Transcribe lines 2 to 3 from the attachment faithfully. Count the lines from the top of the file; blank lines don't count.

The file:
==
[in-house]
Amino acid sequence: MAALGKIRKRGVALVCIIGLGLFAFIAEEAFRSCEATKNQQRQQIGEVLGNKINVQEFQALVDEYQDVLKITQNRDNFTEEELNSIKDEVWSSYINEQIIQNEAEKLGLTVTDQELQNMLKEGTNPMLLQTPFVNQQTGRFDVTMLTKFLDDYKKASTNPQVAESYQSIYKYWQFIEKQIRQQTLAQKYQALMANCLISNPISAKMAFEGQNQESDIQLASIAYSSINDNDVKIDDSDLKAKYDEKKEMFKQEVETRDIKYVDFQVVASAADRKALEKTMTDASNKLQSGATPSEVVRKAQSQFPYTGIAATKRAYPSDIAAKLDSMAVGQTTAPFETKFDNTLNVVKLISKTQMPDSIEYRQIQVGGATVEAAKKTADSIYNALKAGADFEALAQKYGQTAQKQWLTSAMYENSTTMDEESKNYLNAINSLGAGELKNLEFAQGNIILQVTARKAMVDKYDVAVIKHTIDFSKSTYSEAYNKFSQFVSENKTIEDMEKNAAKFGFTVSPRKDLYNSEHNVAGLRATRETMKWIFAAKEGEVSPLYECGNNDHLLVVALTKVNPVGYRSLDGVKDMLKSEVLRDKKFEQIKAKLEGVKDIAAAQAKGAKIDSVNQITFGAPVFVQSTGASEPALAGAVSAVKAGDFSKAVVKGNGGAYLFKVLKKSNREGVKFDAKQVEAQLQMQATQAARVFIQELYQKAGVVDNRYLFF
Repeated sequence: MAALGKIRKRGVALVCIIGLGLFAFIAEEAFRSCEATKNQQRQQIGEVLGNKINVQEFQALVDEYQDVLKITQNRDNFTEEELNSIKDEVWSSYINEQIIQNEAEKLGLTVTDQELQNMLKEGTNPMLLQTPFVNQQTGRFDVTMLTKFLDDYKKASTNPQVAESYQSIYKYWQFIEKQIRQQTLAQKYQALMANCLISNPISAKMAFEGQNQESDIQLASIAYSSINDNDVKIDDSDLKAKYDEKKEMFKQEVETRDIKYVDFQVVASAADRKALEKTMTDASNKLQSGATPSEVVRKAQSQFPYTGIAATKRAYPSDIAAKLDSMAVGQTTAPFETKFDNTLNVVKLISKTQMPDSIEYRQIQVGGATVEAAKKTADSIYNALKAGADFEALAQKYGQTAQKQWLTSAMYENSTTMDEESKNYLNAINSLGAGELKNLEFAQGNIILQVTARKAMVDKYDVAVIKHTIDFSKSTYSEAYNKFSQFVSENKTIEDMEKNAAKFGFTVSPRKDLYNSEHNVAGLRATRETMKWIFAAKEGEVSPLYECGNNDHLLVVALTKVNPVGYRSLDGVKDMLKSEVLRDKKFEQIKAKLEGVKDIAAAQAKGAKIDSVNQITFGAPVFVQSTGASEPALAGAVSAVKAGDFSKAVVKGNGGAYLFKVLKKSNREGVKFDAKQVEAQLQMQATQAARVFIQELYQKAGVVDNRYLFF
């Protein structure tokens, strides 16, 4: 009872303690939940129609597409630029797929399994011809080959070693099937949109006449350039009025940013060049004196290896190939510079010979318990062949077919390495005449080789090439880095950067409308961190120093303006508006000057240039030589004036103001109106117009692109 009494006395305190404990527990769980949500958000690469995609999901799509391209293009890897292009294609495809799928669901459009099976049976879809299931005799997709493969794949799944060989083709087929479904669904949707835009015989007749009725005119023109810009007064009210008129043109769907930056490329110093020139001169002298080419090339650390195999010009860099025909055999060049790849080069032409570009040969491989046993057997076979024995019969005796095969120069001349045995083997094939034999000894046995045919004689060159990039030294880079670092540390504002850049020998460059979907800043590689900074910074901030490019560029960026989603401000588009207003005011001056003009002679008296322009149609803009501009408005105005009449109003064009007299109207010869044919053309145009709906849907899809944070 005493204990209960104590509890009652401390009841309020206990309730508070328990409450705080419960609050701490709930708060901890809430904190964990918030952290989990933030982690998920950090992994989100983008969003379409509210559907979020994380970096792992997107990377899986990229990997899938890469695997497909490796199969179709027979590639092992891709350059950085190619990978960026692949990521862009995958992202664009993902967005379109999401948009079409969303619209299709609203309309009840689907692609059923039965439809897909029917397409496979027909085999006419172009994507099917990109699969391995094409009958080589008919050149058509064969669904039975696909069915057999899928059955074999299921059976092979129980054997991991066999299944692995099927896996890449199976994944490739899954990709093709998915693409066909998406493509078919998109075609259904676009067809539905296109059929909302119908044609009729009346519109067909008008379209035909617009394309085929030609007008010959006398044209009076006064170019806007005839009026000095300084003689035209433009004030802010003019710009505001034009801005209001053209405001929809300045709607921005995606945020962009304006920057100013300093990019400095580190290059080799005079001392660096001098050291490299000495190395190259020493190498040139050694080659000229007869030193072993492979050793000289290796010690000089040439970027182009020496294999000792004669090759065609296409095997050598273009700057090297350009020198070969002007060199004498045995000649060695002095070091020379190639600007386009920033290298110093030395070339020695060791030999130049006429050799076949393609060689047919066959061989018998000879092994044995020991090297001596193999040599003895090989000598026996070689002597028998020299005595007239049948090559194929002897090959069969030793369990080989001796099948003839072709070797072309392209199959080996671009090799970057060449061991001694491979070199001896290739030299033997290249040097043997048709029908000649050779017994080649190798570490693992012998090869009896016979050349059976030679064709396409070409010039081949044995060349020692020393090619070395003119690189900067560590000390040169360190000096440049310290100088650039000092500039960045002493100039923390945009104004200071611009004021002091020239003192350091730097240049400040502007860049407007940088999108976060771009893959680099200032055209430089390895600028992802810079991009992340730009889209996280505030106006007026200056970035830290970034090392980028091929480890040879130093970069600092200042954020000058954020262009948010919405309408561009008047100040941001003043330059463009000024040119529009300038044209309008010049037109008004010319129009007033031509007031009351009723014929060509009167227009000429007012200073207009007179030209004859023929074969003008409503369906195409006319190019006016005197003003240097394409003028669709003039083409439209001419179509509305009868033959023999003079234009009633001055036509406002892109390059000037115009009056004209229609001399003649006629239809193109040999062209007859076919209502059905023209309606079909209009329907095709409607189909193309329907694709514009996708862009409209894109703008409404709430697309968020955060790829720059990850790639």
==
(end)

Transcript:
Amino acid sequence: MAALGKIRKRGVALVCIIGLGLFAFIAEEAFRSCEATKNQQRQQIGEVLGNKINVQEFQALVDEYQDVLKITQNRDNFTEEELNSIKDEVWSSYINEQIIQNEAEKLGLTVTDQELQNMLKEGTNPMLLQTPFVNQQTGRFDVTMLTKFLDDYKKASTNPQVAESYQSIYKYWQFIEKQIRQQTLAQKYQALMANCLISNPISAKMAFEGQNQESDIQLASIAYSSINDNDVKIDDSDLKAKYDEKKEMFKQEVETRDIKYVDFQVVASAADRKALEKTMTDASNKLQSGATPSEVVRKAQSQFPYTGIAATKRAYPSDIAAKLDSMAVGQTTAPFETKFDNTLNVVKLISKTQMPDSIEYRQIQVGGATVEAAKKTADSIYNALKAGADFEALAQKYGQTAQKQWLTSAMYENSTTMDEESKNYLNAINSLGAGELKNLEFAQGNIILQVTARKAMVDKYDVAVIKHTIDFSKSTYSEAYNKFSQFVSENKTIEDMEKNAAKFGFTVSPRKDLYNSEHNVAGLRATRETMKWIFAAKEGEVSPLYECGNNDHLLVVALTKVNPVGYRSLDGVKDMLKSEVLRDKKFEQIKAKLEGVKDIAAAQAKGAKIDSVNQITFGAPVFVQSTGASEPALAGAVSAVKAGDFSKAVVKGNGGAYLFKVLKKSNREGVKFDAKQVEAQLQMQATQAARVFIQELYQKAGVVDNRYLFF
Repeated sequence: MAALGKIRKRGVALVCIIGLGLFAFIAEEAFRSCEATKNQQRQQIGEVLGNKINVQEFQALVDEYQDVLKITQNRDNFTEEELNSIKDEVWSSYINEQIIQNEAEKLGLTVTDQELQNMLKEGTNPMLLQTPFVNQQTGRFDVTMLTKFLDDYKKASTNPQVAESYQSIYKYWQFIEKQIRQQTLAQKYQALMANCLISNPISAKMAFEGQNQESDIQLASIAYSSINDNDVKIDDSDLKAKYDEKKEMFKQEVETRDIKYVDFQVVASAADRKALEKTMTDASNKLQSGATPSEVVRKAQSQFPYTGIAATKRAYPSDIAAKLDSMAVGQTTAPFETKFDNTLNVVKLISKTQMPDSIEYRQIQVGGATVEAAKKTADSIYNALKAGADFEALAQKYGQTAQKQWLTSAMYENSTTMDEESKNYLNAINSLGAGELKNLEFAQGNIILQVTARKAMVDKYDVAVIKHTIDFSKSTYSEAYNKFSQFVSENKTIEDMEKNAAKFGFTVSPRKDLYNSEHNVAGLRATRETMKWIFAAKEGEVSPLYECGNNDHLLVVALTKVNPVGYRSLDGVKDMLKSEVLRDKKFEQIKAKLEGVKDIAAAQAKGAKIDSVNQITFGAPVFVQSTGASEPALAGAVSAVKAGDFSKAVVKGNGGAYLFKVLKKSNREGVKFDAKQVEAQLQMQATQAARVFIQELYQKAGVVDNRYLFF